IGT's team went to work exclusively for Nike in 2002 and the Oven broke ground that October. Today the combined design experience of the design team is more than 230 years and the average manager has more than 10 years of experience.
Our visit to the Oven started with a promotional video that was clearly intended to impress. From Tiger espousing laying up as the last option to a list of their clients that has ranged from John McEnroe to Michael Jordan to Lebron James, they hammered home that Nike is a company of athletes making products for athletes and that they consider everyone an athlete.
On the golfer side, the promo profiled the 11 of the top 50 men players in the world with Nike sponsorship head to toe. "It's a pretty good stable of players,” understates Stites. “We had 16 PGA Tour wins last year. KJ Choi wins his second time out with the square driver.”
Ah... the square-shaped SasQuatch SUMO• driver. Nike’s new innovative driver that has gained more fame and notoriety in a few months than most clubs gain in a lifetime. Fame for pushing MOI to the max, notoriety for pushing COR beyond it.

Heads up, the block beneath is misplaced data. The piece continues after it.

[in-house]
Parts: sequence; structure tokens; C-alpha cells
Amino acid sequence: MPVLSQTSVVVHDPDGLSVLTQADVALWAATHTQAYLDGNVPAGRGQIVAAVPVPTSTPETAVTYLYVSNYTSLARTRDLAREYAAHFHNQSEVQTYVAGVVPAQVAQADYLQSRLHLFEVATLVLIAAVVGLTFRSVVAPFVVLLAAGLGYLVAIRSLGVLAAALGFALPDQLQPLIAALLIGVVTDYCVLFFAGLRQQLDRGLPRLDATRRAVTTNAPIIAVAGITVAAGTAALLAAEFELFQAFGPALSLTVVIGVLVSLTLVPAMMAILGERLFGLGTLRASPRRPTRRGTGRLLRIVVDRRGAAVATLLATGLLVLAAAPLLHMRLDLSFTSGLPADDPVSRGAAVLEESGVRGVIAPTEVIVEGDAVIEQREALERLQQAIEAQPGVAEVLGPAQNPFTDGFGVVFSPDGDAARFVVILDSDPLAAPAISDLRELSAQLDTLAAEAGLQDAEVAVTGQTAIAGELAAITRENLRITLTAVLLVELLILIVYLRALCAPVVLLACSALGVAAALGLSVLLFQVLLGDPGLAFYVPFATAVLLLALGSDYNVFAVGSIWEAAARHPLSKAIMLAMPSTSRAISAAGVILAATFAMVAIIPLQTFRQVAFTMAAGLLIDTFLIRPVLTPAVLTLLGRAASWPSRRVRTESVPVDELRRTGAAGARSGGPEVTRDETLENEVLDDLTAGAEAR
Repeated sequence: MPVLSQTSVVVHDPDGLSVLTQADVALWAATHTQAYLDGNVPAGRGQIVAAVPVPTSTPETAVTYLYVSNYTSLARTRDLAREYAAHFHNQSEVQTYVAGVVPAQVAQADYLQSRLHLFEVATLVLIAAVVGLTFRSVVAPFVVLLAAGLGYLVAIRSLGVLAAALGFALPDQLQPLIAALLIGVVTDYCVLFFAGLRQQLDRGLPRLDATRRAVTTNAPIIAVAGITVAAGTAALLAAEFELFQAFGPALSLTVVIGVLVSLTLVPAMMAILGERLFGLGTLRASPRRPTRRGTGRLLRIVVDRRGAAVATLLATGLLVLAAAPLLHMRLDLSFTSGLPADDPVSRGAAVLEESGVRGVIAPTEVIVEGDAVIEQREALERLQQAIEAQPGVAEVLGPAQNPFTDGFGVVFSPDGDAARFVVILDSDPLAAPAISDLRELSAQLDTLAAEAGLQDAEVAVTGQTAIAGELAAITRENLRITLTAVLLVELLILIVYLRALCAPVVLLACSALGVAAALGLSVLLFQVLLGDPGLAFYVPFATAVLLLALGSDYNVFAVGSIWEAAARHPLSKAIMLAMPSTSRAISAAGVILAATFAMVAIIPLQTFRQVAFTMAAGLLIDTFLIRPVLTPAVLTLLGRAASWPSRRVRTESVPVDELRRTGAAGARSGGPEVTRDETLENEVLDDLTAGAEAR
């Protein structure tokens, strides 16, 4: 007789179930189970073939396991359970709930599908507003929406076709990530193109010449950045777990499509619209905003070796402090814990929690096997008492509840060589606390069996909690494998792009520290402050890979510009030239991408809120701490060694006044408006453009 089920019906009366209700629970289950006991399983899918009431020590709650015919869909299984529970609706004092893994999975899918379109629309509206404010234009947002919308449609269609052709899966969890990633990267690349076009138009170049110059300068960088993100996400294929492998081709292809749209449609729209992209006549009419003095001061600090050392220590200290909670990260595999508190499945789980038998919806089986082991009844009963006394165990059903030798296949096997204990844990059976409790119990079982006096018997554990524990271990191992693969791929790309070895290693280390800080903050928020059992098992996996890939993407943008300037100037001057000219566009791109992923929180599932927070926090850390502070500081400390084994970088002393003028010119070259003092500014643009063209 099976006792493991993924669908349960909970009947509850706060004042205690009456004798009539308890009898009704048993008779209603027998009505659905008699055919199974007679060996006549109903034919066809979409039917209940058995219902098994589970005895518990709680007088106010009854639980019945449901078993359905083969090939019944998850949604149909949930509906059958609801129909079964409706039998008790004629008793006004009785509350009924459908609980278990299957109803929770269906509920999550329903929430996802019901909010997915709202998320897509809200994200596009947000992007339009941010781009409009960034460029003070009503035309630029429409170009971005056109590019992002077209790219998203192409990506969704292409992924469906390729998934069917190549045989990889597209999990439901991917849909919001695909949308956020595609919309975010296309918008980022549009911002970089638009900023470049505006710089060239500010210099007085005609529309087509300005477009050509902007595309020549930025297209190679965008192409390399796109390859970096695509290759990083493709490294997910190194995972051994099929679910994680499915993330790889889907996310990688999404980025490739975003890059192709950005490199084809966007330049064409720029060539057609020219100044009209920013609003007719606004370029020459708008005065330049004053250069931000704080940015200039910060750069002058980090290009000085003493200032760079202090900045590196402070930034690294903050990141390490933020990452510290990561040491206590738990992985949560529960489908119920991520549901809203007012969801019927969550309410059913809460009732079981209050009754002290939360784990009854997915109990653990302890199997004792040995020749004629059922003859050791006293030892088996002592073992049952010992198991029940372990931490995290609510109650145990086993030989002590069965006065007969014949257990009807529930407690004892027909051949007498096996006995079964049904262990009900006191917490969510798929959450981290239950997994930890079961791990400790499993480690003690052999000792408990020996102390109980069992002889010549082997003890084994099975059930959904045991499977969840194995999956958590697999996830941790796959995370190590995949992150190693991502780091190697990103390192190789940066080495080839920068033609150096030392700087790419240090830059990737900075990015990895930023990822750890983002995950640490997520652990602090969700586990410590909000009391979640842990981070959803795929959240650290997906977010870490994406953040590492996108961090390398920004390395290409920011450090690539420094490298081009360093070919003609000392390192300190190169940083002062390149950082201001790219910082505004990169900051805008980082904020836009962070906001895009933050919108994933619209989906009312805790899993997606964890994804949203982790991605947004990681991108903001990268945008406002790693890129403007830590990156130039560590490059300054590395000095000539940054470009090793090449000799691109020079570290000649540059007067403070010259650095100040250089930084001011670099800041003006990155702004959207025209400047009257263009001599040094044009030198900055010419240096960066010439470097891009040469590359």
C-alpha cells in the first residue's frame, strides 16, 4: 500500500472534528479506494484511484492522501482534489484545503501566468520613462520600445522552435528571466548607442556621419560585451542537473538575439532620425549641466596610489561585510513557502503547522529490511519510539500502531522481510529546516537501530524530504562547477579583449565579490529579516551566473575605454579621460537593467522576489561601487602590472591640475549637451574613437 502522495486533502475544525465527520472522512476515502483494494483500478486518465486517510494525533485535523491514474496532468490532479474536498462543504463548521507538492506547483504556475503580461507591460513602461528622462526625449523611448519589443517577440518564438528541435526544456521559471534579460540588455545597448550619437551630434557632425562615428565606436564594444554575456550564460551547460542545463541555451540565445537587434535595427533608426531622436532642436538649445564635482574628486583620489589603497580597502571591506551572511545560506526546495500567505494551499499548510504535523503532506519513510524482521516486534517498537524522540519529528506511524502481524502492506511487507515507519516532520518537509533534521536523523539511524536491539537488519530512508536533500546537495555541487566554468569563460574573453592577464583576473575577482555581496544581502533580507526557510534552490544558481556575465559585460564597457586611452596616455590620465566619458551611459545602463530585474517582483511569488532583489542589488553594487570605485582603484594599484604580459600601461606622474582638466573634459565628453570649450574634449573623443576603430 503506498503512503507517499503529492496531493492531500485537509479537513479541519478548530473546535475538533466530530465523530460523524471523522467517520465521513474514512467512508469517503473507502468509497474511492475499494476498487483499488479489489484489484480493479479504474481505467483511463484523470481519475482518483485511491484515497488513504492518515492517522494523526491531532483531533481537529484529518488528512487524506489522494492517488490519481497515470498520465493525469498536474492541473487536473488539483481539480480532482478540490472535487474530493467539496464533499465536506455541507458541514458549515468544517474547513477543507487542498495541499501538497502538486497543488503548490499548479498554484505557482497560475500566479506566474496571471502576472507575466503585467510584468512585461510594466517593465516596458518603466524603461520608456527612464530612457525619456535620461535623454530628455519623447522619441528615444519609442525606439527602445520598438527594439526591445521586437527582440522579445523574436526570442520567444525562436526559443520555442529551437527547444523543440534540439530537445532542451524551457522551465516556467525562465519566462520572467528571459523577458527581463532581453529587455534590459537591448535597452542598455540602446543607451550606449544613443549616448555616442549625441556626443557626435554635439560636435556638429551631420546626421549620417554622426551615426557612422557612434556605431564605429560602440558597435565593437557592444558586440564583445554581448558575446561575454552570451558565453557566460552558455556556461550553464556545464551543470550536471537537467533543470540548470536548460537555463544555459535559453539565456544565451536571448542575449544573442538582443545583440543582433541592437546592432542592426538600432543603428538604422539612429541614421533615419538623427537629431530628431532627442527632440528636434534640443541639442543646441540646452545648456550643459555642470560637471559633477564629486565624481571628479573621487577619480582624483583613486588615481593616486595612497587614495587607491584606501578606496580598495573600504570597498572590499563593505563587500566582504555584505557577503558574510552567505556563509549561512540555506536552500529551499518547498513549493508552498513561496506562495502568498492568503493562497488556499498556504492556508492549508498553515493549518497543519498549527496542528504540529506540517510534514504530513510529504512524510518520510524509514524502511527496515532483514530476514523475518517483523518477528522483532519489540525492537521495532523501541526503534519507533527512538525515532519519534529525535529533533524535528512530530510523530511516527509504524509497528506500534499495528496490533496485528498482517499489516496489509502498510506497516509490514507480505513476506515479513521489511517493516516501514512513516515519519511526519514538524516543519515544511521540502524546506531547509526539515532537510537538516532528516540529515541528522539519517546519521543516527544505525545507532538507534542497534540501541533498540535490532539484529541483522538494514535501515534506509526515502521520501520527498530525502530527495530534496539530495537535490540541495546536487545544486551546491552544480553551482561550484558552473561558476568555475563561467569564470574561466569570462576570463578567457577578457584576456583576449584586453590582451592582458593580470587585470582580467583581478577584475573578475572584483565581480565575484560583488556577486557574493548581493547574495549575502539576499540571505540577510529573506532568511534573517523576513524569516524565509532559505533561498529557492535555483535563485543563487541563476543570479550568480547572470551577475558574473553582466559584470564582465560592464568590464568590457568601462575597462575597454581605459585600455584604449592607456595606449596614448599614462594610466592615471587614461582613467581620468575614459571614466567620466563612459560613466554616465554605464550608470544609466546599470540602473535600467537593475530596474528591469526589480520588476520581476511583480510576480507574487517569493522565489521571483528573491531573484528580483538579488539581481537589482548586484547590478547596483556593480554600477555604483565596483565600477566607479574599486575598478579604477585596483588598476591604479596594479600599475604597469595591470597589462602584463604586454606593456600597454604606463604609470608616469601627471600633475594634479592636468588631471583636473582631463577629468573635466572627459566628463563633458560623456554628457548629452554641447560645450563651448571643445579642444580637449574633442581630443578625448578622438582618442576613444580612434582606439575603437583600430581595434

Mere weeks after our visit, Nike would have to weather the storm of finding out that its first production run of the SUMO• included a small number of clubs whose COR was greater than acceptable by the USGA (Visit insidegolf.ca and search on “Nike Recall” for more on this).
The meat of the presentation followed. Made by Rick Wahlin, Nike Golf’s engineering manager, it really centered around telling the story of how Nike has made the move to being a legitimate club manufacturer and how that means a commitment to both R&D and tour player involvement in product development.
A commitment that can best be shown by the quality of the people. Our tour included meeting celebrated clubmaker Mike Taylor. His title, Product Engineering Manager could easily be Nike Golf’s Grinder Emeritus. “What I do allows me to come in to work every day, take a block of steel and make something out of it,” says Taylor. We all take pride in the product and innovation we’ve achieved, even our tour staff. But what I’m proud of is how those same players come here and talk to me about irons, about shaping, what they see from golfers in pro-ams. They’re a valuable resource and they’re as passionate about this as we are.”